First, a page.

Tips for Managing Twitter Access with Meldium

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With 300 million active monthly users, the opporutnity on Twitter for businesses is undeniable. Many companies large and small use it to engage with customers, share news, track their brand and build loyalty.

Typically businesses have a master Twitter handle that acts as the voice of their organization. This opens up great opportunity to engage with customers as prospects - as long as a number of stakeholders are granted access. How could Arby’s have scored so big during the 2014 Grammys if only one person had access? Although Twitter can positively impact customer engagement, the proliferation of social media accounts presents a a clear security threat, as we have seen covered over the past weeks and months in the news. Given all this, it is important to have a system in place to strengthen your brand, and keep your business secure. Here's a handful of tips for managing your @company handle.

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Setup a shared alias (e.g. shared-accounts@ourcompany.com) as the master email for the Twitter account. Having a shared alias in place, rather than attaching an account to one person's inbox prevents orphaning the account when someone leaves from your organization. In addition, In the event that a password is lost, the appropriate team members have the ability to retrieve a reset password (since admins can get to the shared inbox).

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Choose a point-person in your company (marketing director, social media coordinator, etc) to determine your Twitter handle and create a unique, complex password for the account. If the password is easy to recall, it will be even easier for a hacker to exploit. It's easy to avoid using "12345" or "password" but creating a truly secure password by hand is hard. The password should be impossible for even its creator to remember it, which means you should use a password vault like Meldium to store it.

Tools such as HootSuite, TweetDeck, Buffer, and Sprinklr are great for delegating access to a Twitter account across your team. Ultimately, you will need to share direct access to Twitter's site. Sending passwords via e-mail or via spreadsheets will leave your company more susceptible to cyber attacks (the recent Sony hacks enabled attackers to access scores of Twitter accounts because their passwords were stored in readily available unencrypted spreadsheets). A good password manager can help you do this right. Meldium even ensures that passwords are never shared over the wire! You can either share with your entire team or with specific individuals who will be contributors to your Twitter account.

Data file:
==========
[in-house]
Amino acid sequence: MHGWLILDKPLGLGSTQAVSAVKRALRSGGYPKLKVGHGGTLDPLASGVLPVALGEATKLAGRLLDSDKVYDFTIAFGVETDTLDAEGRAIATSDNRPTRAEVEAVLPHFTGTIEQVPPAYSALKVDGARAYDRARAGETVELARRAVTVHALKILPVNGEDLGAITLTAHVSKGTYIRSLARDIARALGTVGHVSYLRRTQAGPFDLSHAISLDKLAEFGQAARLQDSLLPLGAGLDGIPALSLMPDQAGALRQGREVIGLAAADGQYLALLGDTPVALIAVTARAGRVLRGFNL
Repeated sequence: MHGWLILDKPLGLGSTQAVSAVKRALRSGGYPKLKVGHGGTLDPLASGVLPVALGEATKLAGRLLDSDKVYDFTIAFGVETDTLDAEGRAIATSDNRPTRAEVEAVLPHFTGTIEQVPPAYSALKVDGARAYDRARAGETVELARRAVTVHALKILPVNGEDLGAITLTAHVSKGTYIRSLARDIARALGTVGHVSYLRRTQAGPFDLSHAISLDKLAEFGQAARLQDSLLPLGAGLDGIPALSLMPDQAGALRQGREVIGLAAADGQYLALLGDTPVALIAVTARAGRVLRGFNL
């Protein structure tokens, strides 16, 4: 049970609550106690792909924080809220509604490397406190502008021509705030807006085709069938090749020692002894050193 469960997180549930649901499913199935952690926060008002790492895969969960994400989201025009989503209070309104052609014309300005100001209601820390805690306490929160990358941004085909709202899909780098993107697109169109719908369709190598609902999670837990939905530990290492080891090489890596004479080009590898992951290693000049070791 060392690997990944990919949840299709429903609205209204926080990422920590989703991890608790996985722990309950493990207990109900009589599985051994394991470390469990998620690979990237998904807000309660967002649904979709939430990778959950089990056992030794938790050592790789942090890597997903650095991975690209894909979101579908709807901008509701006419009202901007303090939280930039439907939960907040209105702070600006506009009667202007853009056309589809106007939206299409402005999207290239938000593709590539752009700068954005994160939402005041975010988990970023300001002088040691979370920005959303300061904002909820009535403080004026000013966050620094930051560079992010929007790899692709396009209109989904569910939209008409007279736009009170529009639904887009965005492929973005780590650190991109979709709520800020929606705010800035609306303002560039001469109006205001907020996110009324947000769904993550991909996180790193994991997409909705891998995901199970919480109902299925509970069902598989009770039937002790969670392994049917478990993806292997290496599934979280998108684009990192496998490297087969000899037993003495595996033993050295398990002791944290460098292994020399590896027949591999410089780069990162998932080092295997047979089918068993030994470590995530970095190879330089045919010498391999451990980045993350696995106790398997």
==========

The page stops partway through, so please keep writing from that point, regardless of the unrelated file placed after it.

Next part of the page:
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Just as it's easy to share access, you want to make sure you can revoke that access instantly. Many disgruntled employees have done damage to brands via Twitter in tense situations. With Meldium, you can revoke any access a member of your organization has when they leave with one click (whether it's Twitter or any other critical account they have).

In the special event that the master account holder leaves the company, Meldium can help navigate that obstacle as well. An admin can reassign the master credentials to another team member who would take on the role of account owner.

Changing your passwords frequently, at least every few months, is important for all your apps and services, especially those with shared privileges. When multiple people share a password (bad!), it's a pain to change it and notify everyone so we often don't bother to do it (worse!). Meldium can do the work for you – without your team missing a single tweet. First, since no one knows the password, they always access the account via a central broker that is always up-to-date. Second, with Automatic Password Update, Meldium will create a strong, unique password and change it directly in Twitter. Your team members won't even know the password has changed!

     

 

 

 

Once a brand is on social media customers can expect a lot. It's essential to not only focus on mentions and conversations, but to quickly zero in on support issues. If you're looking to step up your customer service game, consider creating a dedicated customer service handle that is separate from your company or brand handle. Even Twitter employs this strategy with @Twitter vs. @Support.

When engaging with customers avoid sending automatic responses. Be sure to respond in a timely manner and with a personal touch whenever possible.

By following these few tips, your keep can maximize the reach of twitter and keep your account secure. Happy Tweeting!